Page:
The province has introduced legislation aimed, in part, at reducing legal challenges over large resource projects.
The environmental assessment act, if it’s passed, will enhance public and Indigenous input, more fully assess positive and negative environmental effects of a project, and increase the clarity and certainty for project proponents.
Sonia Furstenau, MLA for Cowichan Valley said a climate test, First Nations rights and reconciliation, public involvement, and regional assessments are key priorities for the Green Party in this legislation.
On public involvement, Furstenau said it’s, “Informed by our experience in Shawnigan: Communities having a say from the very beginning and making it clear that that is not just a box to be ticked. That communities have a very real say in how things proceed.”
On a climate test, Furstenau said, “The notion is that, you can’t just say we are going to meet these targets and then, kind of, you know, cross your fingers and hope for the best. You actually have to build into your legislation, build into your decision making, the fact that, if projects are being proposed that significantly increase greenhouse gas emissions, they may not meet the climate test.”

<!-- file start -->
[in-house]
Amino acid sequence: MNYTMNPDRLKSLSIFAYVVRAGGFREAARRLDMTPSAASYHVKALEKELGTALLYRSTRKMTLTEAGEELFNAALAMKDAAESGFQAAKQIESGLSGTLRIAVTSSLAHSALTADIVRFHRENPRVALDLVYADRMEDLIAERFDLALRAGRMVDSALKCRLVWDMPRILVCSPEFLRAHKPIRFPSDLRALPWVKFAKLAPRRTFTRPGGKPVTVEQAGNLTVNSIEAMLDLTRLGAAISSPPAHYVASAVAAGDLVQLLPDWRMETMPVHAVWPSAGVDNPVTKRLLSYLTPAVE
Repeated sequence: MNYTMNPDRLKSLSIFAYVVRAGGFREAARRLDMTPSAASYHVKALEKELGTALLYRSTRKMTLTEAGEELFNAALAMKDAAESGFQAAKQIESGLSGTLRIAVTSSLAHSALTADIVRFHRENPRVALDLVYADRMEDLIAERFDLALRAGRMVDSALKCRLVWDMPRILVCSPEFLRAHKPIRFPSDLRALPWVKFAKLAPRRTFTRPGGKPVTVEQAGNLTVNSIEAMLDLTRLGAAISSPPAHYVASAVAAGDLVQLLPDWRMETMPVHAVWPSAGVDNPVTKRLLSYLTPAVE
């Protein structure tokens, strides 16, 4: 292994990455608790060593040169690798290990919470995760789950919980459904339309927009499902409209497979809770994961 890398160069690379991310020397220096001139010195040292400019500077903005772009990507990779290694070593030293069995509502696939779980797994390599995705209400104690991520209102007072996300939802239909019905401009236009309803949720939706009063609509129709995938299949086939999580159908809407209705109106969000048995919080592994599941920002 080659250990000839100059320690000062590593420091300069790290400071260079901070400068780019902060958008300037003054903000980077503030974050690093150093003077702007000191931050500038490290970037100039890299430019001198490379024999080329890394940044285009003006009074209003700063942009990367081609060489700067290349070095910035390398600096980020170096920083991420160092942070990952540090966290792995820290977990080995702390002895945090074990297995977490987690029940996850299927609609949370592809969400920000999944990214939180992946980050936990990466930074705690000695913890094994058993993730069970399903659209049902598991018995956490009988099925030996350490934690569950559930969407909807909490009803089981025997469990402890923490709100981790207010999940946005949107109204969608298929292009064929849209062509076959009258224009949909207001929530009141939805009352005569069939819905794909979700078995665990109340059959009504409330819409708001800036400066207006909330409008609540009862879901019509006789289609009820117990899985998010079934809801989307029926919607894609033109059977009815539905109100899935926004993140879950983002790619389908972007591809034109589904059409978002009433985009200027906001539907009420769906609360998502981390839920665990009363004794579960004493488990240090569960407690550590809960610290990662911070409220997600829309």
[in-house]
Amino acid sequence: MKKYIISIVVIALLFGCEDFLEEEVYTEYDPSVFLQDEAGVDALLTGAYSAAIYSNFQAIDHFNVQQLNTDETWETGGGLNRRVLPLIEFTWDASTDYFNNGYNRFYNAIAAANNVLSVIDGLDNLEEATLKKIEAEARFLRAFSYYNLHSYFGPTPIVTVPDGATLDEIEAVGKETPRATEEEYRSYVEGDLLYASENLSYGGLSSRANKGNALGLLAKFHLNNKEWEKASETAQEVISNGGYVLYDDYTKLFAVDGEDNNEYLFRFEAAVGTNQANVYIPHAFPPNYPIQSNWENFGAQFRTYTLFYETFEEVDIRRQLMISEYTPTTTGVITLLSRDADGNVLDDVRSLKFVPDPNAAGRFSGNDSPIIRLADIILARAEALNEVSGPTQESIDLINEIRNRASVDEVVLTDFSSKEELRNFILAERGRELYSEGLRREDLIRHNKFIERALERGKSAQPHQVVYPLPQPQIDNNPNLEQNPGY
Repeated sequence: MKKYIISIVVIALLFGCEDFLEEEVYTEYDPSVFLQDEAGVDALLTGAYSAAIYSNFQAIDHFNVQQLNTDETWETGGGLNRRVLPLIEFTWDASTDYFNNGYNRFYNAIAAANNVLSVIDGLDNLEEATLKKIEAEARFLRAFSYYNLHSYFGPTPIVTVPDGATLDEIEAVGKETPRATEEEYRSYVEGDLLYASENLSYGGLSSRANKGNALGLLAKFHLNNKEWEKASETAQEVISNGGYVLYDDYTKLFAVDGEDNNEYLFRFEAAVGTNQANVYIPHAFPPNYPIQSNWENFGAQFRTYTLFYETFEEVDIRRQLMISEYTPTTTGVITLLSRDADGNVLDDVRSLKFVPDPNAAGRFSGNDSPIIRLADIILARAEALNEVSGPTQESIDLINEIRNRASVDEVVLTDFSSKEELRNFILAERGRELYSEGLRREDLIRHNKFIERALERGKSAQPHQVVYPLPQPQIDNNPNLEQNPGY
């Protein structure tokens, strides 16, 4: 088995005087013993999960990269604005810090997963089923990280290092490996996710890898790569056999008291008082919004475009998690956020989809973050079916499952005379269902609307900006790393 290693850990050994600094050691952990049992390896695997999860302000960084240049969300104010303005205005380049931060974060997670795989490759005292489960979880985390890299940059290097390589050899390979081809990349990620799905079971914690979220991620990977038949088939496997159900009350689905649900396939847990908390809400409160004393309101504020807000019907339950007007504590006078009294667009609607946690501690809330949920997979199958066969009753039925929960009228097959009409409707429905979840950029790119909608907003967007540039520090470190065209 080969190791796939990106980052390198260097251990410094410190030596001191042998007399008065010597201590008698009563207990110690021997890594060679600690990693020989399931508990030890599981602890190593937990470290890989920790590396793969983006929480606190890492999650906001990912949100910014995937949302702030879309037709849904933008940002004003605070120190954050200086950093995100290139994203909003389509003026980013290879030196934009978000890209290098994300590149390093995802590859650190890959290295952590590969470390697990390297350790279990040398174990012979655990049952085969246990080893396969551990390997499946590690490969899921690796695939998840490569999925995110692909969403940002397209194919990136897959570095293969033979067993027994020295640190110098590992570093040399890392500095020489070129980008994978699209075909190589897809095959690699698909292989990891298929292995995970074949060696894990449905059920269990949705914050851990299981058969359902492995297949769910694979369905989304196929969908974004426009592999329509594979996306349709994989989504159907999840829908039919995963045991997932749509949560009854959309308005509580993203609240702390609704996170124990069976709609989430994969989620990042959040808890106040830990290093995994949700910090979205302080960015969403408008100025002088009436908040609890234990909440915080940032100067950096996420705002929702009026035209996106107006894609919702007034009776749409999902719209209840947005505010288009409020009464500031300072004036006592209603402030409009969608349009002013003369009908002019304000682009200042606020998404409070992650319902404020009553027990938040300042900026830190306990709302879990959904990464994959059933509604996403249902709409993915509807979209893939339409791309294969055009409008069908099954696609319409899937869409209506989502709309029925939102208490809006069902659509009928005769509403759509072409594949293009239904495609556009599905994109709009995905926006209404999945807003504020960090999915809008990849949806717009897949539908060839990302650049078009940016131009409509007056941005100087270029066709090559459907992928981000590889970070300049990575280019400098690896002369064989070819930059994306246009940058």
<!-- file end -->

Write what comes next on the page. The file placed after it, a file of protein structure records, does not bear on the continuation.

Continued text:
Revitalizing the environmental assessment process in the province is a shared priority between the NDP government and the B.C. Green Party caucus, and is part of the Confidence and Supply Agreement.
George Heyman, Minister of Environment and Climate Change Strategy says the province is aiming to reduce the potential for legal challenges that impact the province’s economic development, erode public trust, alienate Indigenous communities and leave project proponents navigating through a costly, time-consuming process.